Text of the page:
Despite century’s worth of original works, one glaring omission remains in the Disney+ catalogue. The streaming service will never be complete until it adds the beloved live-action series about the denizens of the Hundred Acre Wood,
Long before the internet and streaming services, Mickey Mouse fans turned to The Disney Channel. (Back when it still had its “the.”) The network debuted on April 18, 1983 as a premium cable station. It was Disney’s first wholly owned and operated channel. Since it required a paid subscription originally, it was devoid of commercials. All viewers got from 7 am until 11 pm was Disney programming without interruption. The station launched with a mix of older Disney offerings and original programming. Among those new shows was
All 30-minute episodes followed the same general format. They opened with the theme song, during which the characters were shown as small stuffed animals inside a brightly lit reading room. Mr. Narrator (played by Laurie Main) would read from a book about a new adventure that happened in the Hundred Acre Wood. The main segment, which lasted roughly 20 minutes, featured the characters playing out the story along with Main’s narration. Plots often taught simple lessons to its preschool-aged audience. Unlike in A.A. Milne’s books or Disney’s previous animated “Winnie the Pooh” shorts, Christopher Robin was not a character on the show. He was only even referenced once. The series was all about Winnie and his friends: Piglet, Rabbit, Tigger, Eeyore, Kanga, and her son Roo.
Performers in full-sized costumes brought each of the characters to life. (Roo started out as a puppet, but was ultimately played by a costumed actor.) Puppeteers controlled the character’s mouths and eyes, and an entirely separate cast provided the voices. Hal Smith voiced Winnie the Pooh, who was quite a bit smarter than previous versions of the lovable bear.
The show would then end with two short segments. The first was one of nine recurring songs. The second was an arts and crafts project performed by one of the characters. They would speak directly to Mr. Narrator during the segment, an approach that allowed for easier instructions for the young audience.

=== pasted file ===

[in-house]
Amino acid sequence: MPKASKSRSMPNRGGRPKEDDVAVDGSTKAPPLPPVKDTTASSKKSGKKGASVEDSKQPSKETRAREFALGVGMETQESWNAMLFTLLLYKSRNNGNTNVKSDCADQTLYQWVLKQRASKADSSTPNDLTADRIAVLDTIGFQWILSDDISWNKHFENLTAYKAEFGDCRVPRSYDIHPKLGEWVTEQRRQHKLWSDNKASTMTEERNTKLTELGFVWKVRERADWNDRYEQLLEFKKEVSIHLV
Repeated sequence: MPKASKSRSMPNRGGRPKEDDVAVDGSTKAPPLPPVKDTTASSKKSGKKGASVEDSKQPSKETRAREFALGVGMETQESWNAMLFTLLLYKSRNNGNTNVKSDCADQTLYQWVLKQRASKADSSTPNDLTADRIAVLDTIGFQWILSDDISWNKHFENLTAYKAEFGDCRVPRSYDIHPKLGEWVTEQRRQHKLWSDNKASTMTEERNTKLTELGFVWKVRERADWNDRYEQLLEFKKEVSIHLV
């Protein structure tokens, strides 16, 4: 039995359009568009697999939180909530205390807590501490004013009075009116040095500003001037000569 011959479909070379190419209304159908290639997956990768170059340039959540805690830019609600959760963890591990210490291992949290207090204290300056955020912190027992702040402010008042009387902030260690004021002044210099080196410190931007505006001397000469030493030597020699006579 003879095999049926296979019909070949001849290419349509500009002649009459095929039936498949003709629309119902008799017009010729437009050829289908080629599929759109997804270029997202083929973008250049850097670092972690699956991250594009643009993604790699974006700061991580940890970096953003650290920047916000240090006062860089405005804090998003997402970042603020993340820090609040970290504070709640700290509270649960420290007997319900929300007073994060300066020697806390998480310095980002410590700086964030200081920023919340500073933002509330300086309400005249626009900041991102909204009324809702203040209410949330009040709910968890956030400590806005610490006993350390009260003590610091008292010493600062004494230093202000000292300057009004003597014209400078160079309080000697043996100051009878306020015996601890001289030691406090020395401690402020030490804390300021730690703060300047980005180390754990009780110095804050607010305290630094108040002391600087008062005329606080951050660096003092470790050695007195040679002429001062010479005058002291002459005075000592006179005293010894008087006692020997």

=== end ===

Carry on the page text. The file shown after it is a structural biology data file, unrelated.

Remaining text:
By the end of its run,
For 14 years, the show invited young children to visit the Hundred Acre Wood with kindness and compassion. In the proper spirit of Winnie the Pooh, the series created a warm and welcoming place for everyone. You were wanted there whether you were full of pep like Tigger, or sometimes felt down like Eeyore. And it was a fun place to go—a magical land of singing and arts and crafts, where Owl flew like an airplane and Rabbit performed magic. The show made sure to entertain its young audience while teaching them.
It’s the first show I can remember watching from a time in my life when I have so few other memories. It was such a prevalent part of my childhood, the theme song still transports me back. Just hearing it conjures up all the same joyous feelings I got when an episode began.
It wasn’t just an important show for The Disney Channel, it was an important show in the history of kid’s programming. And it deserves to be on Disney+, next to the other great works from the company’s catalogue.
So why isn’t it? We reached out to Disney+ to ask. Unfortunately they told us they don’t “comment on future title availability” outside of their newsletter. Thus, we’re left to theorize. Could it be a rights issue? The only other production company involved in the making of the show was Left Coast Television productions. This short-lived production company also helped produce Dumbo’s Circus, which is also absent from Disney+ (and, unlike,
So long as